B14—8 Brown (10YR 5/3 dry) to dark brown (10YR 3/3 moist) stony clay loam; moderate to strong fine angular blocky Structure; hard dry and friable moist; thin patchy clay films on faces of soil peds and on some of the sandstone; approximately 50 percent of horizon is sandstone channery and stone; noncalcareous; lower boundary clear and and smooth.
B2t8—13 Light olive brown (2.5Y 5/3 dry) to olive brown (2.5Y 4/3 moist) stony heavy clay loam; strong fine angular blocky structure; extremely hard dry and very firm moist; thin nearly continuous clay skins on surfaces of soil peds and sandstone rock; approximately 50 percent sandstone rock and channery; noncalcareous; lower boundary gradual and smooth.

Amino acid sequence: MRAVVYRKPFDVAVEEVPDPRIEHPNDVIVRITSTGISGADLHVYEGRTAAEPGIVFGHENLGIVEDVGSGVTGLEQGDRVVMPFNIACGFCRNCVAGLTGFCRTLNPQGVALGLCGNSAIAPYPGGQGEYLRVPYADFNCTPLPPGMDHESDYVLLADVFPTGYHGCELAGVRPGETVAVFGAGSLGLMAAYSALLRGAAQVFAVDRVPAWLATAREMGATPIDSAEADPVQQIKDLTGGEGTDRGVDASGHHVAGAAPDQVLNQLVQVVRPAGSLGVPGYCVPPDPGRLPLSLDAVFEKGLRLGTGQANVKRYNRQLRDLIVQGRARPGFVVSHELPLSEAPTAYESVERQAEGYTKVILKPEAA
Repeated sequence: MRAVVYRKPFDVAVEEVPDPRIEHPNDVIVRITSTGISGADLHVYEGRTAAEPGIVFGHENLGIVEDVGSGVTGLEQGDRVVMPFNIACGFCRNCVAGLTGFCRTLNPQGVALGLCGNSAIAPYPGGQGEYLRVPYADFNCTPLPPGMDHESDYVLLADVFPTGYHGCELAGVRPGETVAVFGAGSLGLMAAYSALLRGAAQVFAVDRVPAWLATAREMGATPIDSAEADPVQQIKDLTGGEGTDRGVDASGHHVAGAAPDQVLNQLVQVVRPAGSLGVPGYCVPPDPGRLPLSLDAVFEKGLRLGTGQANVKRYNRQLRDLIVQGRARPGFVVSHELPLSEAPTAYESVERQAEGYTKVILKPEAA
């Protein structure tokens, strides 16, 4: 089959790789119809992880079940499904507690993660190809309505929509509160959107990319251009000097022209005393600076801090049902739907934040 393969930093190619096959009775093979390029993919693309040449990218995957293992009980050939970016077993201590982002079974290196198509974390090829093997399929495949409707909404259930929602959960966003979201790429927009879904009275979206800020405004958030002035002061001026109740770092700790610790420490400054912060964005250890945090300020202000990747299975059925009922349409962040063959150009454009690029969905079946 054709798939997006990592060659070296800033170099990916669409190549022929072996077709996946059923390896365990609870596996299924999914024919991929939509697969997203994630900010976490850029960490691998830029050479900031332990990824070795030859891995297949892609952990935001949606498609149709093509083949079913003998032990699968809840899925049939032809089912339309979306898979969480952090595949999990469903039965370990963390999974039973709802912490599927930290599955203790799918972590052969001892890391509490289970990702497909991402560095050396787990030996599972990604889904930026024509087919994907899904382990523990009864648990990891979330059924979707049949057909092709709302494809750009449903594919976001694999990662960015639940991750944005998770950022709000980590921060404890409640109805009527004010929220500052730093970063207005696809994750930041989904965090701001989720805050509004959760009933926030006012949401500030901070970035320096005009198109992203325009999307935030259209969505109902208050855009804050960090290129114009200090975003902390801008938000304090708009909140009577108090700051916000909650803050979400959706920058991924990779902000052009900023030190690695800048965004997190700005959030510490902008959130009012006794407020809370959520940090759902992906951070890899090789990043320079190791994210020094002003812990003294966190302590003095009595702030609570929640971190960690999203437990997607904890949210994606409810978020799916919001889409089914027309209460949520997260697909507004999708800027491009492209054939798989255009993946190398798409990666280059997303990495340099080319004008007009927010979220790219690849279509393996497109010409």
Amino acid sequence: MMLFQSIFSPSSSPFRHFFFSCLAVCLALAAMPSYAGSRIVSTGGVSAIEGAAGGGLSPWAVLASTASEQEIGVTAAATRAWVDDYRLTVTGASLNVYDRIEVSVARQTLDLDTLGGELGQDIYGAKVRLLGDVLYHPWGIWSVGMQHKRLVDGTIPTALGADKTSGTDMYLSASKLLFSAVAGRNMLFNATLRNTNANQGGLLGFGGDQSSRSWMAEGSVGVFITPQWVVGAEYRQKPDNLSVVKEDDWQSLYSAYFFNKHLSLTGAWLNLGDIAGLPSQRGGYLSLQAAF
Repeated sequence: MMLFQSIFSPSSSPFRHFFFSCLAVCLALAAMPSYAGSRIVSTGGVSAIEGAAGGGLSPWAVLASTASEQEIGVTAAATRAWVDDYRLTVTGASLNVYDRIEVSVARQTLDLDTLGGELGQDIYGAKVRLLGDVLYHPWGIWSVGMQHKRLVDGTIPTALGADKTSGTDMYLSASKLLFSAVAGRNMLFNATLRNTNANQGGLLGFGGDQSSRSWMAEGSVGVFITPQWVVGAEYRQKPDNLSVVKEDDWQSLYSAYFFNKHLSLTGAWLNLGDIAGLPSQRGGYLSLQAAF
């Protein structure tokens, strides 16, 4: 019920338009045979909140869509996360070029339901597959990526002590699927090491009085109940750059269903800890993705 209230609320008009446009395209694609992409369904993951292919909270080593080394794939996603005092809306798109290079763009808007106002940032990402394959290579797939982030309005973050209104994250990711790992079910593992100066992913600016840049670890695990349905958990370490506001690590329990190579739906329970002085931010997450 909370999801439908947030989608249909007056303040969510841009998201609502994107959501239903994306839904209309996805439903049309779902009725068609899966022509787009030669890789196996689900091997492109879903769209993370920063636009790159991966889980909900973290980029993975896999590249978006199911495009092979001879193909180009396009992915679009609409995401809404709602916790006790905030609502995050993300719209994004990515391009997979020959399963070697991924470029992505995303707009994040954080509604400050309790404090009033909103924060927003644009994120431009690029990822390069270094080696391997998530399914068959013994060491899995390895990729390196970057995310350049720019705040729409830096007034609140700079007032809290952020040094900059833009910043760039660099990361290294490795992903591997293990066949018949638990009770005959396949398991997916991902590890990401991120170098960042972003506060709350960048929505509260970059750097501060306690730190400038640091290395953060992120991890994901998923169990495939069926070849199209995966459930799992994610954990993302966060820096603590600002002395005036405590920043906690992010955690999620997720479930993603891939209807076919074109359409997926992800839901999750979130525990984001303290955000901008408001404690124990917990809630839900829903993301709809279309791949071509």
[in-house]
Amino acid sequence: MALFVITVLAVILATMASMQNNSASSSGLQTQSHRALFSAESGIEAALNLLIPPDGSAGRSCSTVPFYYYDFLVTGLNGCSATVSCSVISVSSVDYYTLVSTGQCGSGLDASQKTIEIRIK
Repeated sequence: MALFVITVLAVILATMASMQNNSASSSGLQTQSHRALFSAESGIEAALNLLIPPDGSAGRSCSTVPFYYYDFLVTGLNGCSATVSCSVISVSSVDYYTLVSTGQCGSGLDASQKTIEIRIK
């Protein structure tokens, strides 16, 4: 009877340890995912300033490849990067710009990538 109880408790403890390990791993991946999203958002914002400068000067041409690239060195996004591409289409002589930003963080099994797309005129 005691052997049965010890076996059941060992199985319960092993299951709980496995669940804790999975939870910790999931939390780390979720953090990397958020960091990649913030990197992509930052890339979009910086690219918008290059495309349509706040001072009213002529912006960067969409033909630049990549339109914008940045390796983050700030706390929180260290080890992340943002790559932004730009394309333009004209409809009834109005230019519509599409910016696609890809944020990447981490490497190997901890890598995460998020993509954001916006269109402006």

B313—18 Variegated colors ranging from light brownish gray (2.5Y 6/2 dry) and light olive brown (2.5Y 5/4 dry) to grayish brown (2.5Y 4/2 moist) and olive brown (2.5Y 5/5 moist) clay loam extremely hard dry and firm moist; thin patchy clay films on soil peds and rock surfaces; approximately 50 percent sandstone flags and channery; noncalcareous; lower boundary clear and smooth.
R18+ Sandstone and interbedded clay shale with numerous tongues of overlying horizon filling cracks in bedrock.

*Soil classified as Mughouse stony loam.

In spite of the relatively low storage capacity of growth water in these soils, their shallow depth and heavy charge of rock fragments probably induce quite a favorable moisture regime.

The large amount of coarse rock and gravel in these soils creates more pore space and increases their permeability to rainfall. In addition, much of the underlying parent material is an unconsolidated, weakly cemented residuum which allows deeper wetting. Thus the underlying bedrock may be an important source of moisture, acting as a temporary reservoir. These coarse-textured soils also favor root penetration.